What you will study
This module asks two key questions:
- How are cultures produced and encountered?
- Why do cultures matter?
You'll be encouraged to think about how the ideas, behaviours, and customs of diverse groups of people, ranging from the ancient to the contemporary world, have emerged, been shared, and might continue to be meaningfully encountered today. More specifically, it invites you to investigate the role played by objects, images, and texts in these different cultures, discovering what these can tell us about the shared ideas or identities of particular communities and historical groups.
Your study of cultures will be structured around four key themes Place, Power, Literary ‘classics’, and Journeys. Over the course of the module you'll learn about:
Placing ancient cultures
– Why do places matter to cultures?
In this first block you'll learn about three places of central importance for ancient cultures: Athens, Rome, and Delphi. Studying the evidence for these very different ancient places will reveal what was important to the people of ancient Greece and Rome, as well as why these places continued to have cultural relevance in later centuries. You will also explore examples of art and literature which show how later visitors were inspired by ancient places, including people who encountered them as part of The Grand Tour in the 18th and 19th centuries.
Art and power
– Why do certain works of art demand our attention through the centuries?
In this block you'll analyse portraits of Elizabeth I and Beyoncé, ambassadors and emperors, from Renaissance Italy to the Mughal Empire in India in order to answer questions about how works of art have been used to represent power as well as to challenge it. What techniques have artists used to show individual, political or dynastic power? You’ll also explore how country houses, from Hardwick Hall to the ‘real’ Downton Abbey, were designed to represent power in the past, and in today’s world. You'll find out how artists such as Goya and Picasso drew on satire and propaganda to mobilise their art against war and against fascism, challenging power. Finally, you’ll discover how character portraits have, and continue to be, brought to life by ancient rulers, in literature, and through the practice of creative writing.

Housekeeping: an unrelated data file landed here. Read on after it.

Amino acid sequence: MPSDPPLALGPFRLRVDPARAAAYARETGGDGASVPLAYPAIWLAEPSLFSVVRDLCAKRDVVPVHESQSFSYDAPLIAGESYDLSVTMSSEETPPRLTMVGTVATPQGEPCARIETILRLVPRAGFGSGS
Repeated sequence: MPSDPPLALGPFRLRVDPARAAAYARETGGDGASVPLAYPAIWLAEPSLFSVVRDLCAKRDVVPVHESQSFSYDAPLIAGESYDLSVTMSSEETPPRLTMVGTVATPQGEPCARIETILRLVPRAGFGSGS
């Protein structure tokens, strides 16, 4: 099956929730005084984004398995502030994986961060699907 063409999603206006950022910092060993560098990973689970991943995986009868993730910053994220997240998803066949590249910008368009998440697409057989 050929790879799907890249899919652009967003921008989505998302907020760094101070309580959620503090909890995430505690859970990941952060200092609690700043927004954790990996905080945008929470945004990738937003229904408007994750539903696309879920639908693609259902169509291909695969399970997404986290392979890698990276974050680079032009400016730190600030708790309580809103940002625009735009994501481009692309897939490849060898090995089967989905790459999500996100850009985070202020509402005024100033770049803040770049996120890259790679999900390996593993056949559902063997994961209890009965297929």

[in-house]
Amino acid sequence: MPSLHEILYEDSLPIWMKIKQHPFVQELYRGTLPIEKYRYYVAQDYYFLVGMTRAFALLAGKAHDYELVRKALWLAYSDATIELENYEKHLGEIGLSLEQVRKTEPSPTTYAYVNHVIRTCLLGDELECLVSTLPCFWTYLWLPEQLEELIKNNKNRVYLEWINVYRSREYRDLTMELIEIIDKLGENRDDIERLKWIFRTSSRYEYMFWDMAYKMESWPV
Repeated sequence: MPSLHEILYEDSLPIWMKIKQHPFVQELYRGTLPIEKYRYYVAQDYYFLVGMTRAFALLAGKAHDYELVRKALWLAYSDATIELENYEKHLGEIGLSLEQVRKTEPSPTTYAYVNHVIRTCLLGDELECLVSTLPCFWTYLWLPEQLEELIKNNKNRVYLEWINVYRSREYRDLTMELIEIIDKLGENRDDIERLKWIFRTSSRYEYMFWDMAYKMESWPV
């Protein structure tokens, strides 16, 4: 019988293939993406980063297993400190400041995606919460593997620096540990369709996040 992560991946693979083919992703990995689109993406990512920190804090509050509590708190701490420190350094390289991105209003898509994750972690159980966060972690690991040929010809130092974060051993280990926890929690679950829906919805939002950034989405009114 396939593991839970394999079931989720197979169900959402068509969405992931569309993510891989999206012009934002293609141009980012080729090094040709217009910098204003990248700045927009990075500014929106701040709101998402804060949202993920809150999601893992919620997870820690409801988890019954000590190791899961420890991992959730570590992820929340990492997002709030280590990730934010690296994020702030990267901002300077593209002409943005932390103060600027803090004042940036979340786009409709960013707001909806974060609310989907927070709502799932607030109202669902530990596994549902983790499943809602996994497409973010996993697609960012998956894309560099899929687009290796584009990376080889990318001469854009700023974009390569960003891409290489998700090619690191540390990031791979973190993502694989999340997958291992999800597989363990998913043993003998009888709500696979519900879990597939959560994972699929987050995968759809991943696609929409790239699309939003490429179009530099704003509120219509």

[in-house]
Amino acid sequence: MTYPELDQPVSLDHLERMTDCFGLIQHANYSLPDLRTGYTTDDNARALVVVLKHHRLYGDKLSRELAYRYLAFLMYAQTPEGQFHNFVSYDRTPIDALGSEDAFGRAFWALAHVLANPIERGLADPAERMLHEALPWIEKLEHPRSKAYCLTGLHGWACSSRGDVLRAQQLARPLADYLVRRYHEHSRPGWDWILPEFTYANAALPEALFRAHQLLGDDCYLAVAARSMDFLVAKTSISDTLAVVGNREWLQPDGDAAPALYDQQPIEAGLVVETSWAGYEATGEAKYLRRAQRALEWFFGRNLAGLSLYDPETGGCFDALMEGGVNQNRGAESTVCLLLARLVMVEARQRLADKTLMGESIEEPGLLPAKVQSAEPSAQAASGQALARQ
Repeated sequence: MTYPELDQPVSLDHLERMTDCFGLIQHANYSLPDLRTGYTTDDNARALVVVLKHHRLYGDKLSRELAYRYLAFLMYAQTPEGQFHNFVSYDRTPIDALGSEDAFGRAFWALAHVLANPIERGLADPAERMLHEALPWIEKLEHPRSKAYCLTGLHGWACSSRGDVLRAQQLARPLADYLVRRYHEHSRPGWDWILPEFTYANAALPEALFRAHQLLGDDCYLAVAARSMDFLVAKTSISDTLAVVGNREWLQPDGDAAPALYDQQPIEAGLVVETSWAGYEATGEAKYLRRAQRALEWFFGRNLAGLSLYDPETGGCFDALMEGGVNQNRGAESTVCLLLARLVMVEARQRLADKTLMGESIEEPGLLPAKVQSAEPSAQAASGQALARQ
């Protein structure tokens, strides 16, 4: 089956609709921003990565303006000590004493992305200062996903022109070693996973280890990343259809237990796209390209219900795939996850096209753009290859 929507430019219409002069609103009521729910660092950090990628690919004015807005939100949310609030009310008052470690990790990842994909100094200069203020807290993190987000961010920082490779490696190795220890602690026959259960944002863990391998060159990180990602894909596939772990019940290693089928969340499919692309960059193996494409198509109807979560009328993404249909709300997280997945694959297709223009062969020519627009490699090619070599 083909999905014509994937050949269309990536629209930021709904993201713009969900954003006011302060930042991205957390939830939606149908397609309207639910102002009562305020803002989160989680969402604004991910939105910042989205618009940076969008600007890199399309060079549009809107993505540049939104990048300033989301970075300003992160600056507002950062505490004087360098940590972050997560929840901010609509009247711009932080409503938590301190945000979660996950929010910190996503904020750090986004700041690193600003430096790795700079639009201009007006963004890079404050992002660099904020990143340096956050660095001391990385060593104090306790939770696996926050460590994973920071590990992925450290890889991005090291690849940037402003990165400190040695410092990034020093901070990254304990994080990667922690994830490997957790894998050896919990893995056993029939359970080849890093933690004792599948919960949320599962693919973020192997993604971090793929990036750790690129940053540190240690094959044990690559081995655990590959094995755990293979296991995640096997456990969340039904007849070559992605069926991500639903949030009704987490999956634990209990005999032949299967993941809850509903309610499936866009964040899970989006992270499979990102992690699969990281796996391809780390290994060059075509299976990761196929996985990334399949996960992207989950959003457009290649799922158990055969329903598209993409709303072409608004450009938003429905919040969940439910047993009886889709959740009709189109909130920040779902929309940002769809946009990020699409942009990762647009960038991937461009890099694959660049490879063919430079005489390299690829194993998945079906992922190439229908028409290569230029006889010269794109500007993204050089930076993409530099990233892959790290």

– What is at stake when we label something as ‘a classic’?
In this block you'll learn how to analyse two texts which began as ‘popular’ works but which have come to be regarded as ‘classics’ of English literature: Twelfth Night
, a Renaissance comedy by William Shakespeare, and Jane Eyre
, a nineteenth century novel by Charlotte Brontë. You'll be introduced to the idea that although these texts are deeply rooted within the cultural contexts in which they were written, they still have much to say to us today. You'll also find out why both works are considered to be ‘classics’, before investigating how a similar status might be achieved for works in the context of classical studies (Virgil’s Aeneid
) and art history (the Mona Lisa
), and how the classics of the future are produced by contemporary creative writers.
– How do cultural encounters affect the creative process of writing?
This block will invite you to participate in the creation of cultural forms by introducing you to some of the principle skills of creative writing, including how to read as a writer and the essentials of structure, character construction, language, and setting. You will explore how writing involves a journey of discovery, as well as how contemporary writers have used their experiences of real-life journeys to evoke a sense of place and to write about home. The question of what happens when people and ideas travel, and inevitably encounter one another, is also relevant to other subject areas, so you will have the chance to examine what the cultural impacts of this might be for cultural identities, the visual arts, and texts from the ancient and contemporary world.
The final block is dedicated to studying cultures with reference to your own choice of one of the module’s four subject areas: art history, classical studies, creative writing, or English literature. You'll explore in greater depth the sort of material that is of particular interest to you, and further develop the skills to support your future study plans. You'll be closely supported as you develop your ability to study the arts and humanities with greater independence and to exercise some personal choice.